2022
DOI: 10.1097/psy.0000000000001133
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Through the Looking-Glass: Psychoneuroimmunology and the Microbiome-Gut-Brain Axis in the Modern Antiretroviral Therapy Era

Abstract: Objective: Depression, substance use disorders, and other neuropsychiatric comorbidities are common in people with HIV (PWH), but the underlying mechanisms are not sufficiently understood. HIV-induced damage to the gastrointestinal tract potentiates residual immune dysregulation in PWH receiving effective antiretroviral therapy. However, few studies among PWH have examined the relevance of microbiomegut-brain axis: bidirectional crosstalk between the gastrointestinal tract, immune system, and central nervous s… Show more

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Cited by 4 publications
(4 citation statements)
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References 161 publications
(208 reference statements)
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“…Other hypothesised mechanisms are molecular mimicry to bacterial antigens leading to dysfunctional adaptive immune responses, the production of bacterial metabolites that may directly damage the brain and were supposed to be related to specific neurodegenerative disorders, including Alzheimer's disease, and vagal dysfunction related to HIV-associated autonomic neuropathy, associated with intestinal bacterial overgrowth and changes in immune and gastrointestinal functions [161,[166][167][168]. Moreover, the vagus nerve is essential for reducing intestinal permeability in HIV infection, thus preventing microbial products from penetrating the lamina propria and entering the circulation to amplify the immune dysregulation and inflammation [169]. HIV neuropathogenesis may also occur through the mechanisms of oxidative stress and metabolic disturbances indirectly linked to gut bacterial processes [161], and neuroinflammation is exacerbated by the persistent replication of HIV in CNS unhindered by ART, as the penetrability of these compounds through the blood-brain barrier is variable and incomplete [170].…”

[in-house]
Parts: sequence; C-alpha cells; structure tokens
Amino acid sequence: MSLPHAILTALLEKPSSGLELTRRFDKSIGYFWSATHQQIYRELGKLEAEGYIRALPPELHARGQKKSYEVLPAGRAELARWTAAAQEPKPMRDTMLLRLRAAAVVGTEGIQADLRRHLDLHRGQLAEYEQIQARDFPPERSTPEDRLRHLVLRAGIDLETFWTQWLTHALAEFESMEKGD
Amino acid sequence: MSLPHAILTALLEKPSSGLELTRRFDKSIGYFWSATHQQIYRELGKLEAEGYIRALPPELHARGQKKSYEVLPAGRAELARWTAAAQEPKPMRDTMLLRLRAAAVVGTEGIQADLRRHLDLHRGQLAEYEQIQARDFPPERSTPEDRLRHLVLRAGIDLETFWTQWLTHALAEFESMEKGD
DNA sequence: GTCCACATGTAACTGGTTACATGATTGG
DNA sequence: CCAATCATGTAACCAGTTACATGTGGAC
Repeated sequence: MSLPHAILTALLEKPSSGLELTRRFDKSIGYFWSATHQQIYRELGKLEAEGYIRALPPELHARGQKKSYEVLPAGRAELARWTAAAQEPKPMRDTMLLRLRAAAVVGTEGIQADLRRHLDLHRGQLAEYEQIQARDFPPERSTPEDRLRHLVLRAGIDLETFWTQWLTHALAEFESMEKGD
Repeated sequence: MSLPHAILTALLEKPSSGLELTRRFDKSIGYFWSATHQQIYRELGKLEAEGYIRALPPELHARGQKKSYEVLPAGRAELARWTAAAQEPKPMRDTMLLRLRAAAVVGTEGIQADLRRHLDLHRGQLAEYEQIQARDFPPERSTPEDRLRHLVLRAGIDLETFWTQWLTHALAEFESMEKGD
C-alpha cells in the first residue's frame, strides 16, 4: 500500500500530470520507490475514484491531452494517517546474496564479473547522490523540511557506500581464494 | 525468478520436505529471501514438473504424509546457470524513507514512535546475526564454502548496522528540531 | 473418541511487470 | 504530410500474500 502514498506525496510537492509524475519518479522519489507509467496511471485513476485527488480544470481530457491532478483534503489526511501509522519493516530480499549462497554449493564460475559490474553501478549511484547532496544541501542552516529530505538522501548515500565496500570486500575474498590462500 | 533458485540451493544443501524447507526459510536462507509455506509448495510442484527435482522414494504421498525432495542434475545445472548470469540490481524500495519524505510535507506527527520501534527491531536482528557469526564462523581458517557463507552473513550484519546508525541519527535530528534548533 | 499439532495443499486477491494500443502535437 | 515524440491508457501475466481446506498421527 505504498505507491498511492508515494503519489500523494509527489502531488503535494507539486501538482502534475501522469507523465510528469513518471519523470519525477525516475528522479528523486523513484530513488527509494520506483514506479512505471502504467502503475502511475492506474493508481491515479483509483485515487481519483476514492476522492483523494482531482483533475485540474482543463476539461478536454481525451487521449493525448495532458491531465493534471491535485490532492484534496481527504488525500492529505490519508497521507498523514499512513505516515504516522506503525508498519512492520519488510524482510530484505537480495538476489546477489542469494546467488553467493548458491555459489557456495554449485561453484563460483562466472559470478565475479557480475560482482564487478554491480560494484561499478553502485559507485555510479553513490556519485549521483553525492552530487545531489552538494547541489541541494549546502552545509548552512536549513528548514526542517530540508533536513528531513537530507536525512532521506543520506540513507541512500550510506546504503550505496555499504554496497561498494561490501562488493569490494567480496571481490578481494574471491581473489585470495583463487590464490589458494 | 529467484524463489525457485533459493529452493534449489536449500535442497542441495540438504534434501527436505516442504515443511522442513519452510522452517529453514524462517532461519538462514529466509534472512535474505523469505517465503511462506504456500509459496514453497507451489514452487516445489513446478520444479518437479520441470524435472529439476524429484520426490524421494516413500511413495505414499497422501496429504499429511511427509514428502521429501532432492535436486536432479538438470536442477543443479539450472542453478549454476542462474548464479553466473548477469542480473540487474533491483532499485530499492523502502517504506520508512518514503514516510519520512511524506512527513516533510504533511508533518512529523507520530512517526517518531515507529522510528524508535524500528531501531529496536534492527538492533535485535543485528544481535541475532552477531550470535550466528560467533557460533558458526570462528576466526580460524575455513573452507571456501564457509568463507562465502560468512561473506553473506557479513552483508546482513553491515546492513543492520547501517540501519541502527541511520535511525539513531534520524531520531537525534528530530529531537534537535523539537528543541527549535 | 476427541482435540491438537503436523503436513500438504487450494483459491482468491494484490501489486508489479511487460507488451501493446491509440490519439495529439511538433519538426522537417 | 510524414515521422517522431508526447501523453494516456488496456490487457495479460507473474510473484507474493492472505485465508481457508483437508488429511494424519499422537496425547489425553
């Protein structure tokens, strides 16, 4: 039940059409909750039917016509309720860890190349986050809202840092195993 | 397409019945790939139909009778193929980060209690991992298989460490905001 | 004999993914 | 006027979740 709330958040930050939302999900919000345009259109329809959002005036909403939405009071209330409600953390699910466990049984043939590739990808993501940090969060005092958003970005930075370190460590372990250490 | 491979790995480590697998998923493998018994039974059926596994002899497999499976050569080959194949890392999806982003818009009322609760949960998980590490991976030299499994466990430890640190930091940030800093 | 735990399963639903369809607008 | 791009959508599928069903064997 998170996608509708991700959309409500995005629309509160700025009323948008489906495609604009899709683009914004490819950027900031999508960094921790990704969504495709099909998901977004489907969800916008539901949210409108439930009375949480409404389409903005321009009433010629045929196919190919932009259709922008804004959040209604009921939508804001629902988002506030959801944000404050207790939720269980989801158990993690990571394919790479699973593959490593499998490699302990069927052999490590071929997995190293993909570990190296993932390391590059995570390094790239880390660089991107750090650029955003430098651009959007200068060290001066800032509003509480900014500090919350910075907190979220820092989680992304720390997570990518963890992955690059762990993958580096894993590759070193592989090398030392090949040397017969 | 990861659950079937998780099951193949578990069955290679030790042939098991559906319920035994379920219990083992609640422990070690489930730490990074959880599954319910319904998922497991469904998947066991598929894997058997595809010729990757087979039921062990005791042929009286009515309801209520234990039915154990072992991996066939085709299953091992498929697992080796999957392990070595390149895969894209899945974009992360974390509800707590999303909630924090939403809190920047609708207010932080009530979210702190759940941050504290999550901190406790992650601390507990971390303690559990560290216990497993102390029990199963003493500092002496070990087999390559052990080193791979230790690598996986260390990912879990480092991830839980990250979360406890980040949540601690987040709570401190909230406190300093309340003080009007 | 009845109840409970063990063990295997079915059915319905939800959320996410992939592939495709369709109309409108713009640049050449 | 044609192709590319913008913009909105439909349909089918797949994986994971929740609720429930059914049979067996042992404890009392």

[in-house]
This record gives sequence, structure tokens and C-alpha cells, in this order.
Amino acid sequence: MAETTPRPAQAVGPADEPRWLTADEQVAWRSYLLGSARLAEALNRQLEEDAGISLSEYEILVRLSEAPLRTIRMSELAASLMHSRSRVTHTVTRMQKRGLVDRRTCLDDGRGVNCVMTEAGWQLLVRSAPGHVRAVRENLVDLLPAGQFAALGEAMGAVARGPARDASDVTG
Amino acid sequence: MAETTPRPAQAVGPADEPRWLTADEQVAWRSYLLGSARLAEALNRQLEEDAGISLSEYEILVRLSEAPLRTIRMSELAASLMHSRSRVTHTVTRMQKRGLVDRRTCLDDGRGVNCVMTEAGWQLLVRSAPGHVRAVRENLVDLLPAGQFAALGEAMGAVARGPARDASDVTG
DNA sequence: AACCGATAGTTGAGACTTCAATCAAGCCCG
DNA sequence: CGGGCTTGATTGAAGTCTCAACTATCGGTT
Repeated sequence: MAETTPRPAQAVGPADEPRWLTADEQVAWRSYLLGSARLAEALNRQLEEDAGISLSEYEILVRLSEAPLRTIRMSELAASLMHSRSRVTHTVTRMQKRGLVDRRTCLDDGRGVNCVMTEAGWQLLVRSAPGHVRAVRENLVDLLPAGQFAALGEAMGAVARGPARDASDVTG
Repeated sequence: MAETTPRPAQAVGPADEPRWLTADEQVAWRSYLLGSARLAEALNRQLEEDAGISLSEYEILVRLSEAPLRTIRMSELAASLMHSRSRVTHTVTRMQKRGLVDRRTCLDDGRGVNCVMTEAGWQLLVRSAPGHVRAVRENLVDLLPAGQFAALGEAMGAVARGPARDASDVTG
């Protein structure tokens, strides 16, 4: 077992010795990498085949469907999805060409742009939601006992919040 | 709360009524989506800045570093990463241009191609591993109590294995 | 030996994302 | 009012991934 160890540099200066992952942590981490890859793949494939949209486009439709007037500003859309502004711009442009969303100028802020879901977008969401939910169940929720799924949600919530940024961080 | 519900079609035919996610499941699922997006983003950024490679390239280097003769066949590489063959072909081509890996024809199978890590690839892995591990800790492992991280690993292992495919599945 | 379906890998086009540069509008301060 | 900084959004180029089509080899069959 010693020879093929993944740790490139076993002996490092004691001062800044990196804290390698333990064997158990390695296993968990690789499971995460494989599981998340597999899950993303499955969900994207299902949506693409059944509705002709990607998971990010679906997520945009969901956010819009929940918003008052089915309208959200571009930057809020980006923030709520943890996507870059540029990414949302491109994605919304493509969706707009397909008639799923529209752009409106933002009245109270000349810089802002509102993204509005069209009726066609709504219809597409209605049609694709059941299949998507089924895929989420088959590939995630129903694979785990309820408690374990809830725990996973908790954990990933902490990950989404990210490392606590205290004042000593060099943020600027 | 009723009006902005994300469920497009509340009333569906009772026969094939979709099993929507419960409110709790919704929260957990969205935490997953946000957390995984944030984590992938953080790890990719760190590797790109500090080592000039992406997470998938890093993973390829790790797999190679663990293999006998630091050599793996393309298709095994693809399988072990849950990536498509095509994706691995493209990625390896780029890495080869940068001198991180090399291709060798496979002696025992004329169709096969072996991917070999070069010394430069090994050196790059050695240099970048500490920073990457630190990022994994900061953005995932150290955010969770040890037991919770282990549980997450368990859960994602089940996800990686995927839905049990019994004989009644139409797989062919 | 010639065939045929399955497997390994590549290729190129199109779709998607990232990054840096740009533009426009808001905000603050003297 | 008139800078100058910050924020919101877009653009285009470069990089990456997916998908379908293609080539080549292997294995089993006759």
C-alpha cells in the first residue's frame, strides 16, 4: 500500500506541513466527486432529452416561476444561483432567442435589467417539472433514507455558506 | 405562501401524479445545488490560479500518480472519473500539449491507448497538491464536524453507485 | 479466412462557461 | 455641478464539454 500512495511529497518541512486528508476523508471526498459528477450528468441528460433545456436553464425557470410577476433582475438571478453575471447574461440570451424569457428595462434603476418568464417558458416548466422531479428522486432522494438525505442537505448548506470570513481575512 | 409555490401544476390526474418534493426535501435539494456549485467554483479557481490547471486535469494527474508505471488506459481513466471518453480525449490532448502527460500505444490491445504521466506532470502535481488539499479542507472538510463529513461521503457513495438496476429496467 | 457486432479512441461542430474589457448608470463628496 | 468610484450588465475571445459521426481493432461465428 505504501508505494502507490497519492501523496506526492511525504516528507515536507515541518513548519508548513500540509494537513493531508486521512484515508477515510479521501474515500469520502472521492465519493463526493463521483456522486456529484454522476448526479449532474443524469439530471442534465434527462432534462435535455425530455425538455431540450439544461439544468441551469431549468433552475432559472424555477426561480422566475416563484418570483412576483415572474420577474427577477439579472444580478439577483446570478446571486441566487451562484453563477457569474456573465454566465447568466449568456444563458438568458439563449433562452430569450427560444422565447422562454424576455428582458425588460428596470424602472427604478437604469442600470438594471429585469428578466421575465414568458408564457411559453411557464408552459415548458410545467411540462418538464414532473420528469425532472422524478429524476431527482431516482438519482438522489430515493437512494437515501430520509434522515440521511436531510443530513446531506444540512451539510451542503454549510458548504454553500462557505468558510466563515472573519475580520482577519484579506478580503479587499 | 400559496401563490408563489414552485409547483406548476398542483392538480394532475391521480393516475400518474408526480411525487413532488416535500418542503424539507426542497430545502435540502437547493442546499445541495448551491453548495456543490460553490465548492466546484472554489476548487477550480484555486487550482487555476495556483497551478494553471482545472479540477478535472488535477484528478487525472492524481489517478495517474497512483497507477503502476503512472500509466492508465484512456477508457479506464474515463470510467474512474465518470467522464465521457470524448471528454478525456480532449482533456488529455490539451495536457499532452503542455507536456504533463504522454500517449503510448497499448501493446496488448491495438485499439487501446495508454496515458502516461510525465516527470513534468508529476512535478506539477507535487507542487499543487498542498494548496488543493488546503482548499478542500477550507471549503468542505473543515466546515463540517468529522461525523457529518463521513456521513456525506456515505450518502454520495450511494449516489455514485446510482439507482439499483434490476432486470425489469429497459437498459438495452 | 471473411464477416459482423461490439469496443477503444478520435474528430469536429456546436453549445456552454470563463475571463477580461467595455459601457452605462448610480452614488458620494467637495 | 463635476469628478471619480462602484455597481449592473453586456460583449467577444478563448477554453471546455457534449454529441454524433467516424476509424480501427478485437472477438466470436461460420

Section: The Brain-gut Axis and Neurocognitive Disordersmentioning
confidence: 99%
“…Other hypothesised mechanisms are molecular mimicry to bacterial antigens leading to dysfunctional adaptive immune responses, the production of bacterial metabolites that may directly damage the brain and were supposed to be related to specific neurodegenerative disorders, including Alzheimer's disease, and vagal dysfunction related to HIV-associated autonomic neuropathy, associated with intestinal bacterial overgrowth and changes in immune and gastrointestinal functions [161,[166][167][168]. Moreover, the vagus nerve is essential for reducing intestinal permeability in HIV infection, thus preventing microbial products from penetrating the lamina propria and entering the circulation to amplify the immune dysregulation and inflammation [169]. HIV neuropathogenesis may also occur through the mechanisms of oxidative stress and metabolic disturbances indirectly linked to gut bacterial processes [161], and neuroinflammation is exacerbated by the persistent replication of HIV in CNS unhindered by ART, as the penetrability of these compounds through the blood-brain barrier is variable and incomplete [170].…”
Section: The Brain-gut Axis and Neurocognitive Disordersmentioning
confidence: 99%
“…This special issue concludes with a review article by Carrico and colleagues ( 39 ) that places these findings in a broader context, focusing on the bidirectional nature of mind-body relationship in the mental health among people living with HIV. The interrelationships between established psychoneuroimmunologic mechanisms and microbiome-gut-brain axis interactions are highlighted with recommendations for future biobehavioral research to investigate the bidirectional pathways linking the biological and behavioral processes with mental health in PWH.…”
mentioning
confidence: 93%
“…Plasma markers of inflammation and monocyte activation have been linked to cognitive outcomes; however, how this relates to plasma tryptophan and kynurenine is unexplored. 25–29…”
Section: Introductionmentioning
confidence: 99%
“…Plasma markers of inflammation and monocyte activation have been linked to cognitive outcomes; however, how this relates to plasma tryptophan and kynurenine is unexplored. [25][26][27][28][29] The tryptophan-kynurenine (TK) pathway has been studied in the context of HIV. A recent review found increased IDO activation (using K:T ratio as a surrogate marker) is associated with age and chronic inflammation in PWH.…”
Section: Introductionmentioning
confidence: 99%